Though the Nashville Predators broke their six game losing streak with a 4-2 win over the St. Louis Blues on Saturday. Even despite a 24 save effort from Juuse Saros and Filip Forsberg’s 10th goal of the year, there’s a long way to go before fans can feel good about this team again.

The Preds record in their last 10 games is still abysmal (2-6-2) and the team still has plenty of tough opponents on the horizon, including those same St. Louis Blues on Monday night.

There’s still not a lot going right with the Preds and it starts with what is usually a mainstay in Nashville: their goaltending.

We are 21 games into the season and both goaltenders still have save percentages below .900 (a common benchmark for replacement level goaltending in the NHL). While they have had some decent games along the way, neither goaltender has put up back-to-back quality performances in a month.

In particular, I think critical eyes really need to start turning towards Pekka Rinne.

Rinne’s numbers over the last month are bad. Really bad.

He’s been one of the worst goalies in the NHL since the calendar switched to November, and it all seemed to start with the overtime loss to the Calgary Flames on Halloween.

You might remember this game as the one where the Preds lost a three goal lead in the 3rd period. You might remember it from the unbelievable overtime goal by Matthew Tkachuk. Or you might remember it because two days prior, Pekka Rinne shut out the Chicago Blackhawks, calling it the “easiest shutout” of his career.

Either way, it was the beginning of a truly awful stretch for Rinne.

Rinne out, Saros in?

On the other hand, in that same stretch, Juuse Saros has been considerably better. Though his numbers still aren’t what we are used to, his .907 save percentage in seven games since October 31st is nearly 100 save percentage points higher than Rinne in that stretch. Saros still only has one win to show for it (Saturday’s win over the Blues), but he has been better.

This has to make us start thinking about the Preds goaltending situation in more concrete terms. If Juuse Saros continues to put up quality starts, and if the Preds win games with him in net, might there be a more permanent change in the starting role?

This is a question that has been brewing for the Nashville Predators for several years now, but up until this particular stretch of games has never really felt like a realistic mental exercise. But if you ask me, it’s time to start considering the possibility that Pekka Rinne slowly trends towards the backup role and Juuse Saros emerges as the go-to starter.

GIF Me That Good Stuff

Not a GIF, but I have to share it anyway. This is the video I posted of Robert Bortuzzo attacking Viktor Arvidsson (more on this below) and I did… not… expect… this…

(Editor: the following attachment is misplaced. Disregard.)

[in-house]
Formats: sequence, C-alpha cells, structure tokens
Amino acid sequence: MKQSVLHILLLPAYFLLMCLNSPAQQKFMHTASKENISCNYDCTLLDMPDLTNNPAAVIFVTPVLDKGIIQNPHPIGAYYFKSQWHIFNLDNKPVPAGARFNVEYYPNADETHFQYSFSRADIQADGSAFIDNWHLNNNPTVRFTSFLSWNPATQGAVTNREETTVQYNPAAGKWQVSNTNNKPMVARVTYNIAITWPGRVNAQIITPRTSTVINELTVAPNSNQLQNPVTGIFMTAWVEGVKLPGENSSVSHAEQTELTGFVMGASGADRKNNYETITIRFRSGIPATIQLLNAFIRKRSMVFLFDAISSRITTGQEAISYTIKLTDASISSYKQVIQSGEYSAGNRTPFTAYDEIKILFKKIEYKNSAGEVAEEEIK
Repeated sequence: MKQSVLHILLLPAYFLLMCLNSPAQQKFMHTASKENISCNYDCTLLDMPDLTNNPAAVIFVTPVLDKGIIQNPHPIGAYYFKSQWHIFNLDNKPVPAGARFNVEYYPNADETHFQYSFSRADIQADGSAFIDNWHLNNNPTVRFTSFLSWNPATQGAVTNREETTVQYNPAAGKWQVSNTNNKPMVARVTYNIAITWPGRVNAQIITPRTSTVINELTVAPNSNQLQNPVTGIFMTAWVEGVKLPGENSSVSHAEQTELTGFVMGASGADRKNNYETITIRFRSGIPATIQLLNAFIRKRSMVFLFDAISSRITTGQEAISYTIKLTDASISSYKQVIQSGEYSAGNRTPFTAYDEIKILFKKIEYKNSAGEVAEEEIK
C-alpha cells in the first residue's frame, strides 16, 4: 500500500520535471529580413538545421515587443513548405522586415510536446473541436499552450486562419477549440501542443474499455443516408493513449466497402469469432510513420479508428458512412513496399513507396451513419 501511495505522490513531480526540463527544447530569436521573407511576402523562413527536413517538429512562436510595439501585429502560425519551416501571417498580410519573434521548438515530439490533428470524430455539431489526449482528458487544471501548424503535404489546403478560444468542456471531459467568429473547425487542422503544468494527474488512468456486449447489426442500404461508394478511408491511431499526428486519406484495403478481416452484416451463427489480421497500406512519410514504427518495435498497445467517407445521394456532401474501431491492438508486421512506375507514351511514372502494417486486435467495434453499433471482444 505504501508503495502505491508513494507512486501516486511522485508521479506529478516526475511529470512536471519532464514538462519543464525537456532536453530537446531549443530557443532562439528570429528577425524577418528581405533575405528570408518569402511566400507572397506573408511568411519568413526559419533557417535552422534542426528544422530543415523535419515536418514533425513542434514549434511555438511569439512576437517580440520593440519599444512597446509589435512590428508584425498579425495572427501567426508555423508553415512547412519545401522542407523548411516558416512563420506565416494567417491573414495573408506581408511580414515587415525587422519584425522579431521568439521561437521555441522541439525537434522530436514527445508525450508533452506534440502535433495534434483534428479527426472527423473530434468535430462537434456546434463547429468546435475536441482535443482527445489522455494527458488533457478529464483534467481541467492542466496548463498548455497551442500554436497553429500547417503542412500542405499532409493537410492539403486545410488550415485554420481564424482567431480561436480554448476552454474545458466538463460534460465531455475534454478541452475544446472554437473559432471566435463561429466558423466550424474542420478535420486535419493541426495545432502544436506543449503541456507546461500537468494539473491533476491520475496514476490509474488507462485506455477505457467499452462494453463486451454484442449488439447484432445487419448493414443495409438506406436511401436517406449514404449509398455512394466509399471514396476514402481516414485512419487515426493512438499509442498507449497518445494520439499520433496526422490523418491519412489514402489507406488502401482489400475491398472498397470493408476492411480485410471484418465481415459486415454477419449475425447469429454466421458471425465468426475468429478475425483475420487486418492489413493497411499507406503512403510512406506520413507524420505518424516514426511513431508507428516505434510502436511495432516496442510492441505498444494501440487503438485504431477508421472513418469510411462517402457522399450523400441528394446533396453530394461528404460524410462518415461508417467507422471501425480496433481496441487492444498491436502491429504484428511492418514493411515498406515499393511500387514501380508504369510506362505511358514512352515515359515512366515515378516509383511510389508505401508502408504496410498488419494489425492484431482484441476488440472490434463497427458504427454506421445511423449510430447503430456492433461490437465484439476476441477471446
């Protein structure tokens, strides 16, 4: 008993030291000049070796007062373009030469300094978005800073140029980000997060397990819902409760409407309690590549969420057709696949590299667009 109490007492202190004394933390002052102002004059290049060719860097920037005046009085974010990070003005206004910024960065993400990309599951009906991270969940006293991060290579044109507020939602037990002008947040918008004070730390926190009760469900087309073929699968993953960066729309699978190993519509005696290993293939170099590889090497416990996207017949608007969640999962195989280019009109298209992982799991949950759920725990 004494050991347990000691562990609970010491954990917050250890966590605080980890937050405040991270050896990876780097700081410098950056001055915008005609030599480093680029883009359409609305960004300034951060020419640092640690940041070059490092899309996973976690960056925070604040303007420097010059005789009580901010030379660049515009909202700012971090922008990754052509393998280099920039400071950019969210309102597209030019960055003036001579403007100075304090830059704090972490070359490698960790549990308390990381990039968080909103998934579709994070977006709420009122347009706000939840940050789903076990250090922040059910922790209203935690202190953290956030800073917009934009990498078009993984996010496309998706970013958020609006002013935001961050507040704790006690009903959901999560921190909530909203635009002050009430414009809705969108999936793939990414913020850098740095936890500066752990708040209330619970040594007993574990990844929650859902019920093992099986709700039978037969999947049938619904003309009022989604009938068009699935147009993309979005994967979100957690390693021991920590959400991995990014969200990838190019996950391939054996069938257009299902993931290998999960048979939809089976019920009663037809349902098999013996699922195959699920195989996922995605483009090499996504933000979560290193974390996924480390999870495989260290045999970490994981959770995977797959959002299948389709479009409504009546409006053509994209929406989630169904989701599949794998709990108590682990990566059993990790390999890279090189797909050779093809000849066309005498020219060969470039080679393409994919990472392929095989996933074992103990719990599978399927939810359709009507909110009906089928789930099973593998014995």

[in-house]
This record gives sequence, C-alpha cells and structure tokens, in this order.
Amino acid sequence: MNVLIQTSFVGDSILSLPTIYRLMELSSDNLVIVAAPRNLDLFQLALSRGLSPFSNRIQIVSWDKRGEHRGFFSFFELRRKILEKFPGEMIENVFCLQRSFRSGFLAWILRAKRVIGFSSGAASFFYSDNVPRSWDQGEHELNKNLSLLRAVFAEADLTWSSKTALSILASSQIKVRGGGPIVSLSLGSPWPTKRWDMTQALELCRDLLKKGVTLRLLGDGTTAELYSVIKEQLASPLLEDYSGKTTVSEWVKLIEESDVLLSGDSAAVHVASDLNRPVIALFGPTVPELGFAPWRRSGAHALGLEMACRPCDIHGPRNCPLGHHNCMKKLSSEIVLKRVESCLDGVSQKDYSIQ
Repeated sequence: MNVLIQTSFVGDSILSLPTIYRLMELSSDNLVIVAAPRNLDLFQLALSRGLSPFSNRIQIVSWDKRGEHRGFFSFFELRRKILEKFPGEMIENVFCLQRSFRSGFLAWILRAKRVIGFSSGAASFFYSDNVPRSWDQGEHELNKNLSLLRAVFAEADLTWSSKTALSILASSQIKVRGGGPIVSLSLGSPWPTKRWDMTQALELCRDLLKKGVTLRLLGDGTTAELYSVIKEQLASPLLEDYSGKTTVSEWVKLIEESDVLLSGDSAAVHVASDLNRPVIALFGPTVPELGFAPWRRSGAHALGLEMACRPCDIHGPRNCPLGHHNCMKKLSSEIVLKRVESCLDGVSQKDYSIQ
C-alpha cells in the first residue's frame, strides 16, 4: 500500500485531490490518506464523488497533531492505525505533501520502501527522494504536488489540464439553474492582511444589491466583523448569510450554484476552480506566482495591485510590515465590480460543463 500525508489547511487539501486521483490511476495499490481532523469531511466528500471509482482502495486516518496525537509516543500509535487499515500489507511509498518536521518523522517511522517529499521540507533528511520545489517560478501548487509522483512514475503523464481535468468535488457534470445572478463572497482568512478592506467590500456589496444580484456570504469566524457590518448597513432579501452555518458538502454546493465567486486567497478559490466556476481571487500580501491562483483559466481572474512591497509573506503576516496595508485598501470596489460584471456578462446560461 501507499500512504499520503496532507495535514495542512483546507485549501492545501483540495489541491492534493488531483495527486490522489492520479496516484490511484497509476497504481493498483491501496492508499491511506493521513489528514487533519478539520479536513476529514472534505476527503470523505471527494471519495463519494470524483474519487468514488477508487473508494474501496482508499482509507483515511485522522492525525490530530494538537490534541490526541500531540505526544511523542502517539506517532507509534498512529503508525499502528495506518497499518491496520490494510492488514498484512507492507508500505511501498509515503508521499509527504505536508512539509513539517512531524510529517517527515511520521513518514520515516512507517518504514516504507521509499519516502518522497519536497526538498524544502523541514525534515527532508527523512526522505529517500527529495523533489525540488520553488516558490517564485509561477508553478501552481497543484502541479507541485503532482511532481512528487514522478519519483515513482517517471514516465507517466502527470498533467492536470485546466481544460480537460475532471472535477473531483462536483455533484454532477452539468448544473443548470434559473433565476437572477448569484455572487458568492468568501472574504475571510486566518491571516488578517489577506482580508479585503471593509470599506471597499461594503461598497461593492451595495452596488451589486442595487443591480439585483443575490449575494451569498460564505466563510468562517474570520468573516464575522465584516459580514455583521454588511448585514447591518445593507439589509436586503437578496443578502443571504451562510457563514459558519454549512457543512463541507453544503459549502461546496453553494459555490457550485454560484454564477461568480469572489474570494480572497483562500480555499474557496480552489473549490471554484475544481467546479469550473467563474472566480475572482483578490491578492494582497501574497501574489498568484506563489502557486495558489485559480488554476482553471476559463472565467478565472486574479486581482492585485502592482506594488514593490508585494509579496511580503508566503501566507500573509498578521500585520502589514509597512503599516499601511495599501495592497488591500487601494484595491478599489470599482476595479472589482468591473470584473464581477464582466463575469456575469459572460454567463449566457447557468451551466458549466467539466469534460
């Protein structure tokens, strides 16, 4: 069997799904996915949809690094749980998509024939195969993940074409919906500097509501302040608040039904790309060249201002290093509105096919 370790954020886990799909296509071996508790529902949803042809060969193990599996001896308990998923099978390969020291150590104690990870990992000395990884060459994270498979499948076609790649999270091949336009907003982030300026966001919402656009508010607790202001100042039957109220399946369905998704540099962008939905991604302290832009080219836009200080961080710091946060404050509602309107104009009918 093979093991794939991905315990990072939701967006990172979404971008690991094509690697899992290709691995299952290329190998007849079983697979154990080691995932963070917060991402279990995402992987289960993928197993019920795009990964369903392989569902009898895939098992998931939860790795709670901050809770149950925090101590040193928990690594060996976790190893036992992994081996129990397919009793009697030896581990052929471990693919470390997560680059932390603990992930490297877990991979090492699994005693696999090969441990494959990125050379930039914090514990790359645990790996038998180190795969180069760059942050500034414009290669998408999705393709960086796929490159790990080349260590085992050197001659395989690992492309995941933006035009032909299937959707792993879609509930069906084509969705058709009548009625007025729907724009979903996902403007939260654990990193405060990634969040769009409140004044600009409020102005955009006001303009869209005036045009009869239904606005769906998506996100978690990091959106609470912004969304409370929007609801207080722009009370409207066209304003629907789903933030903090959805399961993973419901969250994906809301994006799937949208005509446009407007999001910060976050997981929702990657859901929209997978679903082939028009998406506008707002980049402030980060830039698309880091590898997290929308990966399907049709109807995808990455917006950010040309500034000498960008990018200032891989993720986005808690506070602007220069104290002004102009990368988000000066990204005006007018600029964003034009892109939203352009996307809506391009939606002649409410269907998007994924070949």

Preds Quote of the Week

“I’m just trying to work hard and take advantage of the opportunities I get and go from there.” – Kyle Turris, when asked by Robby Stanley if he feels like he’s getting the chance to succeed

Let’s Do That Hockey

Plenty of Nashville Predators hockey for your long holiday weekend!

  • Monday November 25th vs St. Louis Blues (7:00 PM; FS-TN)
  • Wednesday November 27th vs Vegas Golden Knights (7:00 PM; FS-TN)
  • Friday November 29th @ Carolina Hurricanes (6:30 PM; FS-TN)
  • Saturday, November 30th @ Florida Panthers (6:00 PM; FS-TN)

Final Thought

You didn’t think we wouldn’t talk about the Robert Bortuzzo hit on Viktor Arvidsson did you?

If you are tired of it by now, I could understand that, but in reality it’s one of the worst hits on a Predators player I can remember. And now that we know Arvidsson will be out for 4-6 weeks with a lower body injury because of it, we can at least feel good knowing that Bortuzzo will be out for… wait, only 4 games?

But if you want more discussion on this, as well as plenty more on the Preds’ goaltending and the Kyle Turris situation, check out Episode 3 of the Preds NashCast here:

Link and I covered a ton this week, including the Arvidsson injury, the likelihood that this Nashville Predators’ slump will continue, and just what Peter Laviolette might be thinking in scratching Kyle Turris (hint: not anything good).

Please do listen to that episode of the podcast, it was our best one yet. But until you do, here’s my short take on the Bortuzzo-Arvidsson incident.

It was an atrocity. It’s one of the worst non-head injury related incidents I’ve ever seen in hockey. The audacity and cowardice of Bortuzzo to come down that hard on Arvidsson in a very vulnerable part of the body is astounding. Honestly, he could have damaged some very important internal organs by doing that.

I am not surprised that he only got four games. In fact, I thought it would be less than that, so I guess I was pleasantly surprised. The NHL just does not take player safety as seriously as it thinks it does. Though they have started taking head shots more seriously, they are a long way from protecting their most important assets from serious harm.

— Featured image via Christopher Hanewinckel/USA TODAY Sports —

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